NHC Comments on Senate Finance Telehealth Hearing


NHC Comments on Senate Finance Telehealth Hearing (PDF)

November 28, 2023

The Honorable Ron Wyden                                  The Honorable Michael Crapo
Chair                                                                            Ranking Member
Committee on Finance                                          Committee on Finance
United States Senate                                              United States Senate
Washington, DC 20510                                           Washington, DC 20510

Dear Chairman Wyden and Ranking Member Crapo:

The National Health Council thanks the Senate Committee on Finance for holding a hearing on November 14, 2023, titled, “Ensuring Medicare Beneficiary Access: A Path to Telehealth Permanency.” Access to telehealth is a significant issue from the patient’s perspective, and we appreciate the opportunity to provide this input in addition to the providers you heard from directly at the hearing.

Created by and for patient organizations more than 100 years ago, the NHC brings diverse organizations together to forge consensus and drive patient-centered health policy. We promote increased access to affordable, high-value, sustainable, equitable health care. Made up of more than 150 national health-related organizations and businesses, the NHC’s core membership includes the nation’s leading patient organizations. Other members include health-related associations and nonprofit organizations including the provider, research, and family caregiver communities; and businesses representing biopharmaceutical, device, diagnostic, generic drug, and payer organizations.

The COVID-19 pandemic highlighted and underscored the benefits of telehealth in providing increased access, ease of use, and comfort with the health care system for patients with chronic diseases and disabilities. To help quantify the patient needs in telehealth, the NHC conducted eight 30-minute listening sessions with staff from the NHC’s patient-organization members[1]. One of the key themes that arose during the listening sessions was that telemedicine can help reduce disparities; however, if it is done incorrectly, it can also exacerbate disparities. Another theme was that patients should be able to voice their preference for the type of provider visit they can have, whether it is in-person, on the phone, or virtually. Concerns over transportation, mobility, condition type, geography, and privacy could all change a patient’s preference.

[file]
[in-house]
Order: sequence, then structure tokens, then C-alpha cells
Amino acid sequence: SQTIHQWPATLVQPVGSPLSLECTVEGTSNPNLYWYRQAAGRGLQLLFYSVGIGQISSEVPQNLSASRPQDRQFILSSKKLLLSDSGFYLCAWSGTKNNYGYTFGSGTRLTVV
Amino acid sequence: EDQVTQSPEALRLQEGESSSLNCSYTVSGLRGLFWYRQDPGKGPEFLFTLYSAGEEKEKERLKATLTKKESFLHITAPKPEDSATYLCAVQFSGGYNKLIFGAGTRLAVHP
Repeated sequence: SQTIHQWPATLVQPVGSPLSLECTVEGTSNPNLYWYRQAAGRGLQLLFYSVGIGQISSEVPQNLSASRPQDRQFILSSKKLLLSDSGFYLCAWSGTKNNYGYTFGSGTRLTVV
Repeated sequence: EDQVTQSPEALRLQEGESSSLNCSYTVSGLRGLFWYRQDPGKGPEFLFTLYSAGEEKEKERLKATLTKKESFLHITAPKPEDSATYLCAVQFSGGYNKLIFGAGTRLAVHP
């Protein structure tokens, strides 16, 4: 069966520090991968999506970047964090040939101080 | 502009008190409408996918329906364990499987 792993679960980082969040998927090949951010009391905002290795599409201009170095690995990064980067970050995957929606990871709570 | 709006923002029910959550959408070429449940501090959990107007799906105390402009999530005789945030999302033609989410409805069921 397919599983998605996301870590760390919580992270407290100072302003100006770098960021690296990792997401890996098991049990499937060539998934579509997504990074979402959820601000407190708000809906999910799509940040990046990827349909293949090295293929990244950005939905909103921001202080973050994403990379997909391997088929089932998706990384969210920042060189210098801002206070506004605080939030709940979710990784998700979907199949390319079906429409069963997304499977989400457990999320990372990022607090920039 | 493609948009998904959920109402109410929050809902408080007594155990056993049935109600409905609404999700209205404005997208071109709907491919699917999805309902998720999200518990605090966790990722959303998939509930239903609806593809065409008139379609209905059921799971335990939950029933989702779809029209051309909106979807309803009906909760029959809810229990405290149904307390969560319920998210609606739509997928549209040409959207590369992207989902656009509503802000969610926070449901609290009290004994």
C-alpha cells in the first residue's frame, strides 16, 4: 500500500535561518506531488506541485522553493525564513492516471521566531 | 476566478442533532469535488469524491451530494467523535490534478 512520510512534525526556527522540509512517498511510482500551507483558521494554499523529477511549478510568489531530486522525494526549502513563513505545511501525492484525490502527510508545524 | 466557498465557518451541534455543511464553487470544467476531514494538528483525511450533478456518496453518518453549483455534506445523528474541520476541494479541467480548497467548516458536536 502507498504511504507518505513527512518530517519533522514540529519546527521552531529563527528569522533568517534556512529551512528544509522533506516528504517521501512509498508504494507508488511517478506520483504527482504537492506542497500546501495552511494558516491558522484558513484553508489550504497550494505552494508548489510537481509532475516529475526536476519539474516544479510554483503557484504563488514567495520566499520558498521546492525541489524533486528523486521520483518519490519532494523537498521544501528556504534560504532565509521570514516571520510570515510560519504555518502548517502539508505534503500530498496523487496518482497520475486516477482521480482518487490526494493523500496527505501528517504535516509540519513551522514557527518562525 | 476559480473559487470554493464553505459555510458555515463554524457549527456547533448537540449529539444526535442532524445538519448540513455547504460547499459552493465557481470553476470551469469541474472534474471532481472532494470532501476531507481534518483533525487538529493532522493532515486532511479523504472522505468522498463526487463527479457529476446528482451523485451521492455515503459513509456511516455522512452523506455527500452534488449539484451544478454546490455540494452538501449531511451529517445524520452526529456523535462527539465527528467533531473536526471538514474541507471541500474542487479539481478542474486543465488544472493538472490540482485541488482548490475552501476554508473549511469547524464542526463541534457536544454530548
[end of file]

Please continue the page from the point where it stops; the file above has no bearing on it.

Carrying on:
While doctors’ offices are operating similar to before the pandemic, the promise of telehealth is as real as ever for patients living in rural and underserved communities, those with mobility and transportation limitations, people with rare diseases working with far away specialists, the immunocompromised, and many others.